Complete User Story Examples

Example 1

User Story: As a customer I'd like to be able to know how much more I need to spend to qualify for free shipping so that I can possibly add a few more products to my cart and get the free shipping.

Acceptance Criteria: We are wanting a way to make it where Customers will have a notification that lets them know how much more they should spend while shopping and during checkout to receive free shipping. Free shipping is applied when a customer has $50 or more in their cart.We'd like to display a banner at the top of the page that says “You’re only XXX away from Free shipping!” so the customer how much more they should spend to qualify for free shipping. Please see attachment for a design example.

Technical Notes: Free shipping is applied when a customer has $50 or more in their cart.

Please give me an update if this is going to take more than 4 hours of development. Thank you!

Example 2

User Story: As a customer, when I place an order that gets flagged for suspected fraud, I receive a notification about it, but I don’t ever receive any information on when to expect the items to be shipped.

User Story: As an administrator, we don’t see the order because it is not in processing. I want to be able to access it easily so I can quickly take care of approving or denying the order so it doesn’t just sit there forever.

Acceptance Criteria: We want to make an area in the admin that we can easily see all suspected fraud orders. We also want to automatically inform the customer via an email that their order is under review. We also would like a sticky notification that stays at the top that lets us know if we have any orders that are suspected fraud so we are sure to review them as it is important for us to get them processed or decline them. The sticky notification would look similar to the cache management notification, and have the current number of orders displayed that need fixed. For examples. “You have (x) order(s) that are suspected fraud.” When you click on the notification it takes you to the list of orders.

Technical Notes:

    Our current workflow for incoming orders.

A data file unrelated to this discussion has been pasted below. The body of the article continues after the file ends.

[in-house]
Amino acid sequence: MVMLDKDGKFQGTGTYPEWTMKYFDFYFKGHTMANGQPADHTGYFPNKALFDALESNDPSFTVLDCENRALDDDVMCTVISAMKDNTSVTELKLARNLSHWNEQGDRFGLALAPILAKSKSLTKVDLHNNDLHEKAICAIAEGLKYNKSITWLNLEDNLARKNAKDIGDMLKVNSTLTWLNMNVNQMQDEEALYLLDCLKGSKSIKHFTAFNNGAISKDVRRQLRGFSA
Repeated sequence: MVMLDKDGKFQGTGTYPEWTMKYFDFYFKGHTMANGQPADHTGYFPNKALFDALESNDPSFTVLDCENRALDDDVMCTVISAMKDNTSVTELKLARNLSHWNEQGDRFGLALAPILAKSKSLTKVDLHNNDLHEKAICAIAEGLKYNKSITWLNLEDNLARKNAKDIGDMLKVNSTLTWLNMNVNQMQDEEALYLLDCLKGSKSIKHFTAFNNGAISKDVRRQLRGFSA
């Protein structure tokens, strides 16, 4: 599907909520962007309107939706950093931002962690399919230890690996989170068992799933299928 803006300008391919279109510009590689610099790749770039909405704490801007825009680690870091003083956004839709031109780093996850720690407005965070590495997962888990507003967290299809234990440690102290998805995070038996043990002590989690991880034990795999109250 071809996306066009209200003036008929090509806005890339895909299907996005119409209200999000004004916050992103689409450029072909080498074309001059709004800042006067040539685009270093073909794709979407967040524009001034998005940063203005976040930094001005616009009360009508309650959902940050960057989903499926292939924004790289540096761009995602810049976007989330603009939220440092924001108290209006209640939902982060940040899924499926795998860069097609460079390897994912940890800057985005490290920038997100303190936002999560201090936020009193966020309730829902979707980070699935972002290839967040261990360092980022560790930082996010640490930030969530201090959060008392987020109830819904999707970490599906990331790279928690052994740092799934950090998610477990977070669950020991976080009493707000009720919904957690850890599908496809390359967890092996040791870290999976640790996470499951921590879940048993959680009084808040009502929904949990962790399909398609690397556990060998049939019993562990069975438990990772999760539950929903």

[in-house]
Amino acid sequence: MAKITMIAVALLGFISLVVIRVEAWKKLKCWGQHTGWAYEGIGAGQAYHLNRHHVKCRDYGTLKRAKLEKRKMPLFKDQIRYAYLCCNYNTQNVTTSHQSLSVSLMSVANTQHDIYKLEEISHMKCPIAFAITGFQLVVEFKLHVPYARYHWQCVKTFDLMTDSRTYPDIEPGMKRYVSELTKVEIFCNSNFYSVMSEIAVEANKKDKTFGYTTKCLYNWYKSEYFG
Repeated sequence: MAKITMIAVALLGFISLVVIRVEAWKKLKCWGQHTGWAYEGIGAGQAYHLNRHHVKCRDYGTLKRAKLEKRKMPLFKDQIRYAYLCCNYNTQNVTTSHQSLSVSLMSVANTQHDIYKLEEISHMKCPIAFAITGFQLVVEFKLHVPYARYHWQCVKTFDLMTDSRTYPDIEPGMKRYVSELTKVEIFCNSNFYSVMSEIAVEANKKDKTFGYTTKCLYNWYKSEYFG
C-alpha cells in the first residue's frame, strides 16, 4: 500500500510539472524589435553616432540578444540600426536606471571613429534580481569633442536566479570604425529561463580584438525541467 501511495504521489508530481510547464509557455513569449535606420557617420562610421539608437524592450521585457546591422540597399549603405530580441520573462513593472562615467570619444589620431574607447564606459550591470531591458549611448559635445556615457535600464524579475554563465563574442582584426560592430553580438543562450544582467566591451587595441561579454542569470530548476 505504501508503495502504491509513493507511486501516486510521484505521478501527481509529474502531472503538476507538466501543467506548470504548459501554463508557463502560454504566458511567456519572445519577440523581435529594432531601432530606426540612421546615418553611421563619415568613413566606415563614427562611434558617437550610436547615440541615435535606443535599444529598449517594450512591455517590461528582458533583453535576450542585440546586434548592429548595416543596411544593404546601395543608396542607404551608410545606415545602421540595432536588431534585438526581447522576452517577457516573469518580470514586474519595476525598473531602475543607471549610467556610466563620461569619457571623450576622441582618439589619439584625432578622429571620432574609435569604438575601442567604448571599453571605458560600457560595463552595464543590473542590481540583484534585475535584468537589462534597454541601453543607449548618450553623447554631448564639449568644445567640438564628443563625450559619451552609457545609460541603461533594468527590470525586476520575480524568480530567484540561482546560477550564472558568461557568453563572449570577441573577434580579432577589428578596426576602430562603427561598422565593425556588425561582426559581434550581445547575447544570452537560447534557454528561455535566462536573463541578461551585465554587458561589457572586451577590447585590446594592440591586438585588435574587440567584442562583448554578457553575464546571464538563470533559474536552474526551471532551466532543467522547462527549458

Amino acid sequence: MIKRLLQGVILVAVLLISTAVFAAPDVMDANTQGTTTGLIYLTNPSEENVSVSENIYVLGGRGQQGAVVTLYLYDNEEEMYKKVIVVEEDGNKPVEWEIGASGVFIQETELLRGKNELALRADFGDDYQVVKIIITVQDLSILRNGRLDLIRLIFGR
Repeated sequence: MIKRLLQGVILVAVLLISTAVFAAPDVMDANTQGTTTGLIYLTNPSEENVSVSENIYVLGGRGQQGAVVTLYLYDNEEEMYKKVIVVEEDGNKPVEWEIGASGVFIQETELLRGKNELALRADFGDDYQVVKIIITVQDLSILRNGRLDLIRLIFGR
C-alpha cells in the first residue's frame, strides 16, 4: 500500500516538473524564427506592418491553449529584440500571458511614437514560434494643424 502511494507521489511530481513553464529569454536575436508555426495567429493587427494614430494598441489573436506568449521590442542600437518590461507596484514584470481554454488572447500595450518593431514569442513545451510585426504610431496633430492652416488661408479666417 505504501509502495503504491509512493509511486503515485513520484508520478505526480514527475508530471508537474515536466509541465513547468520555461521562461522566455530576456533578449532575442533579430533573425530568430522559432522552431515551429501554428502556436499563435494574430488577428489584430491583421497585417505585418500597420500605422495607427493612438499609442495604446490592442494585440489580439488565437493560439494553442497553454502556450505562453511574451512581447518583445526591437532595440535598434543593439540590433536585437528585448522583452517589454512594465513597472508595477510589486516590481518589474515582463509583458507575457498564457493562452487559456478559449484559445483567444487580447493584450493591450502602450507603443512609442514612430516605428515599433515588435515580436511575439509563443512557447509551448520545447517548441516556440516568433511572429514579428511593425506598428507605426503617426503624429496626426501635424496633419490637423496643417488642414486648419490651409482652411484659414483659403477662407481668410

• Order is placed and Magento flags as suspected fraud
  • If we notice the suspected fraud, we will most of the time reach out to the customer
  • If we didn’t notice the suspected fraud, it sits forever in this suspected fraud status.
  • Communication with client back and forth.
  • If we approve, we will mark the order as approved and prepare the shipment and complete the order
  • If we do not approve, we will mark the order as not approved and the order will be voided.

Example 3

User Story: As an administrator, I don’t want to ship certain products to Alaska.

User Story: As a customer: I want to be able to know that that certain product does not ship to Alaska before adding it to the cart.

User Story: As a customer, when I add several products in the cart and try to checkout. If I select an Alaskan address and get an error that I have a product in my cart that doesn’t allow being shipped to Alaska, I would like to know which product that is so I can quickly identify the problem and remove it from my cart so I can still purchase the other items.

Acceptance Criteria: We need to create an option in the edit product area for specific products to not be shipped to Alaska. So when a customer tries to add a such a product to the cart, it will let them know. We want the product details page to display that it does not ship to Alaska. When the item is placed in the cart, we would like an alert notification to display, letting the customer know that the item in their cart does not ship to Alaska. The checkout process will need to reject shipping the item to Alaska, and give an error that explains what product in their cart is causing them not to be able to ship.

Technical Notes: We have Webshopapps Shipping Override II as part of the Commerce package we purchased. We have Shipping Overrides set up and Special Shipping Groups are assigned to our products. This has been functioning fine, however, now it is not consistent.